What Could Biden’s College Plan Mean for You and Your Family?

Paying for college may get a lot easier for many American families if President Biden gets his way.

Biden formally announced his American Families Plan on April 28. While the Plan includes several policies intended to aid those in the workplace, including paid family leave and universal preschool, it also includes provisions that could reshape the American higher education system and make college much more affordable for many families.

Here are the highlights:

  • Free community college: Community college tuition and fees would be covered for all Americans, including DACA, or Deferred Action for Childhood Arrivals, program recipients. You could use the benefit over three years and up to four years if circumstances warrant.
  • Larger Pell Grants: The maximum Pell Grant award would rise by $1,400 to $7,895. The Plan also would make DACA recipients eligible for Pell Grants.
  • Aid for HBCUs, TCUs, MSIs, and their students: The Plan would subsidize two years of tuition at historically Black colleges and universities, tribal colleges and universities, and other minority-serving institutions for students from families earning less than $125,000 a year. It also would provide $5 billion to strengthen programs in high-demand fields at these schools.

At the core of Biden’s college plan is that it should reduce the strain that higher education puts on many American’s personal finances by making college more affordable as well as decreasing the amount of debt and the number of students who have to take out student loans to complete college. This should be particularly impactful in communities of color.

Thomas Hudson, president of Jackson State University in Mississippi, says decreasing college costs and the burden of student debt would change the landscape for HBCUs.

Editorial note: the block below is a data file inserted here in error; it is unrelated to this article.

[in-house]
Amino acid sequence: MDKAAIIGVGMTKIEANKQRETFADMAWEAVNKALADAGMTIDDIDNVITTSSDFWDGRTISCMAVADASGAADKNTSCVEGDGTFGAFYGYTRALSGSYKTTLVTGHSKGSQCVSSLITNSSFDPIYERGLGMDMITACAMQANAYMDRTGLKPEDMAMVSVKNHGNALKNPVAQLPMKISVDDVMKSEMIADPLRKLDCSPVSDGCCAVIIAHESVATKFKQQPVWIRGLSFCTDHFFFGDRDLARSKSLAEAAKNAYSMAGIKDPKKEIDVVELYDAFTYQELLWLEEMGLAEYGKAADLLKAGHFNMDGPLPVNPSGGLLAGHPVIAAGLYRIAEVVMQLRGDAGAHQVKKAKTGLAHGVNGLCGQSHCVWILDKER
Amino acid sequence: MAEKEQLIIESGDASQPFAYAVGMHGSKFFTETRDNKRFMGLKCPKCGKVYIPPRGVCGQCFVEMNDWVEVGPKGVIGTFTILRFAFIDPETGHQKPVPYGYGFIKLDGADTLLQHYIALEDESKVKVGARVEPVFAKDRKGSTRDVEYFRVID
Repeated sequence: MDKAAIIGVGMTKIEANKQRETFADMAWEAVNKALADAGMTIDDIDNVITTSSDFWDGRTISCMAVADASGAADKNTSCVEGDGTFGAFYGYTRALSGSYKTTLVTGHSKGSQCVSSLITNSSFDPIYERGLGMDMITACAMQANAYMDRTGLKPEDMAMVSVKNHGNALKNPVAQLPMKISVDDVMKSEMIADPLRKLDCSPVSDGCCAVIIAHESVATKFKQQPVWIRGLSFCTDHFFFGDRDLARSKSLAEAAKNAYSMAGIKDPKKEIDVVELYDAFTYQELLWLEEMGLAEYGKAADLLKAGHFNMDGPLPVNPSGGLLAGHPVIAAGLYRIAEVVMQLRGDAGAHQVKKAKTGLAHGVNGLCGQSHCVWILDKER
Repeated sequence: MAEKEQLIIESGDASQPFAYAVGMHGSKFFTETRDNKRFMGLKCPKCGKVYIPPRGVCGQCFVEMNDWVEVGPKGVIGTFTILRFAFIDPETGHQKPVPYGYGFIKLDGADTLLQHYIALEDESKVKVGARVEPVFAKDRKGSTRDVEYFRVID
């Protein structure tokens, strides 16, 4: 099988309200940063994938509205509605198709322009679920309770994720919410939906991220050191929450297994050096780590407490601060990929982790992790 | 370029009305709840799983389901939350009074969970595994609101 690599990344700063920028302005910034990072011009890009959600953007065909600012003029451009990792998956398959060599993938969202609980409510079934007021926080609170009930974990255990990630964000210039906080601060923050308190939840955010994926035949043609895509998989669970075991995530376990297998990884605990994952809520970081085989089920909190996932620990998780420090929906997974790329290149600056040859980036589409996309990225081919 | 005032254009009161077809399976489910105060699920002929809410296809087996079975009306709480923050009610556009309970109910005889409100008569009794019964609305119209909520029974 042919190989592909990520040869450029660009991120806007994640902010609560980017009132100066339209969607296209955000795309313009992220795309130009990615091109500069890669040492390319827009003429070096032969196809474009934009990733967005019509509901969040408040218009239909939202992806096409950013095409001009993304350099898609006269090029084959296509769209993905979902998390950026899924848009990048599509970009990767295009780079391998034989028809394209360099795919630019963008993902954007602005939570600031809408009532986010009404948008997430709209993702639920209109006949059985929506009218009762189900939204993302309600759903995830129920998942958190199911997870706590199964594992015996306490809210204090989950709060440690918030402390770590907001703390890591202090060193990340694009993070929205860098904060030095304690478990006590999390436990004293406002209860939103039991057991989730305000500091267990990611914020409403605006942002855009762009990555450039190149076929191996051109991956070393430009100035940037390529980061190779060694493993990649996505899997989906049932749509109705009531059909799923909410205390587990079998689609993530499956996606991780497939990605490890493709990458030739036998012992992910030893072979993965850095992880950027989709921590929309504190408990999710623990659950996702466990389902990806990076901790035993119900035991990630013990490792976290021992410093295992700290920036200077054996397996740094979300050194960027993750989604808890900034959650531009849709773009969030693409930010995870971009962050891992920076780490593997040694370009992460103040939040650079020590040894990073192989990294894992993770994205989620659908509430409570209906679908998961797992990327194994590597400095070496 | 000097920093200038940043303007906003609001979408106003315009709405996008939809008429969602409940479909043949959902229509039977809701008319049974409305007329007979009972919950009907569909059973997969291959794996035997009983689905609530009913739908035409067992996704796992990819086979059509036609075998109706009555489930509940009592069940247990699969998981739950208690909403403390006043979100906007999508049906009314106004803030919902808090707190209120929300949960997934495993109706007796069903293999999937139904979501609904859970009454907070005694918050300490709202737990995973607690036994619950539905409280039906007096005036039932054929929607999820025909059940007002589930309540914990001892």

“One of the factors in lower retention rates is finances — students just not being able to afford college year to year,” Hudson says. “What it does is it traps students in a pretty tough cycle of debt where they are paying more for their education, and it puts them in a state where they have to go further into debt, or they have to take (semesters off).”

About 45% of high school graduates enrolling in a four-year college in 2021 are expected to take on student loans. Those who get a bachelor’s degree from a four-year public college could graduate with an average of $38,147 in student loan debt, according to a NerdWallet study.

The American Families Plan is an ambitious piece of legislation, and it is still a long way from becoming law. If and when it does, there is no guarantee that the sections regarding college aid will pass as currently proposed.

If you are planning to go to college before the Plan passes in some form, consider existing options for getting a degree or credential without racking up large student debt. Try to take advantage of all scholarships and other forms of aid that you don’t have to repay. Use federal student loans carefully and resort to private student loans only to fill a gap.

The post What Could Biden’s College Plan Mean for You and Your Family? appeared first on Business Forward!.

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Author: Steve Goodman

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